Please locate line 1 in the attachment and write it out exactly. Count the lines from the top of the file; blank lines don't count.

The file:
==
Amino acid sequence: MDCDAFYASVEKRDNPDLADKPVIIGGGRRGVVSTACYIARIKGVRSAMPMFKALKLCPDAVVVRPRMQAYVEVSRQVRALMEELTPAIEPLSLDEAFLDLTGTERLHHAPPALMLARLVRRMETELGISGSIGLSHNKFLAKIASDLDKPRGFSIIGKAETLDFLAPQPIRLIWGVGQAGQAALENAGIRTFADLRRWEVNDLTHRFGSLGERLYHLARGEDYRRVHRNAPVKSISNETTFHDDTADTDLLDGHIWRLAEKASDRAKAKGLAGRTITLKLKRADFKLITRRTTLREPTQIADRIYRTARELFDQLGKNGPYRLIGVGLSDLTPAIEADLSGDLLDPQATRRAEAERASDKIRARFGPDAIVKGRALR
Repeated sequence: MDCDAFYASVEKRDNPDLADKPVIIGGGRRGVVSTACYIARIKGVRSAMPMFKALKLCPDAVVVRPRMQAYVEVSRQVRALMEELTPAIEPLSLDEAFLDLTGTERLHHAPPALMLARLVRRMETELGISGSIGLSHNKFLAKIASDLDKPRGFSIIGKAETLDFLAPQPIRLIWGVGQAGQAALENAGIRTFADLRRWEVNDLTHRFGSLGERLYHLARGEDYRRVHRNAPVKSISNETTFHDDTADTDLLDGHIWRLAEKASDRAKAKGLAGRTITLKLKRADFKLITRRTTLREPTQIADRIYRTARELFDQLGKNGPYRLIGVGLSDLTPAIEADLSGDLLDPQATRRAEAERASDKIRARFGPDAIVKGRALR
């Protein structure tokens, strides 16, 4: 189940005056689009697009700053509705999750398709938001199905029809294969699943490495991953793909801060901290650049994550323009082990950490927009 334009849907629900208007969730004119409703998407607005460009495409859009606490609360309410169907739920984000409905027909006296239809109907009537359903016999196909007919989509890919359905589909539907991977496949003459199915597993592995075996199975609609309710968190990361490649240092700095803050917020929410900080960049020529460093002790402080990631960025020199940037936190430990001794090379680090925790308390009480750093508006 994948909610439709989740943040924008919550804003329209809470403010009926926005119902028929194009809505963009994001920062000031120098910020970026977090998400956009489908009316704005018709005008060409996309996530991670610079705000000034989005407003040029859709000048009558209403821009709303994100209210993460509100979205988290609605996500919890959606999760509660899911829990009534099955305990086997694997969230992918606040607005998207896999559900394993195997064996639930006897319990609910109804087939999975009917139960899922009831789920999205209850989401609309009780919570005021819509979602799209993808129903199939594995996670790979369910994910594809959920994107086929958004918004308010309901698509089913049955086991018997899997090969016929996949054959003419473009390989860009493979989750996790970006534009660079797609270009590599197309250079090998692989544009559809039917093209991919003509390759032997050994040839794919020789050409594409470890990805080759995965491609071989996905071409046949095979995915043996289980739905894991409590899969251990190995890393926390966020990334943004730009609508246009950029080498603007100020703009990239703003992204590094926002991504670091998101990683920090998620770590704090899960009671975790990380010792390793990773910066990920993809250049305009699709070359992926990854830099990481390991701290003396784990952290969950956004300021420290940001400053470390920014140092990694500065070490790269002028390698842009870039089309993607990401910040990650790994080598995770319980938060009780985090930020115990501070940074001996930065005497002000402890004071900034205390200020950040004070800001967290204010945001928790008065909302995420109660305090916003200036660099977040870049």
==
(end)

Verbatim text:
Amino acid sequence: MDCDAFYASVEKRDNPDLADKPVIIGGGRRGVVSTACYIARIKGVRSAMPMFKALKLCPDAVVVRPRMQAYVEVSRQVRALMEELTPAIEPLSLDEAFLDLTGTERLHHAPPALMLARLVRRMETELGISGSIGLSHNKFLAKIASDLDKPRGFSIIGKAETLDFLAPQPIRLIWGVGQAGQAALENAGIRTFADLRRWEVNDLTHRFGSLGERLYHLARGEDYRRVHRNAPVKSISNETTFHDDTADTDLLDGHIWRLAEKASDRAKAKGLAGRTITLKLKRADFKLITRRTTLREPTQIADRIYRTARELFDQLGKNGPYRLIGVGLSDLTPAIEADLSGDLLDPQATRRAEAERASDKIRARFGPDAIVKGRALR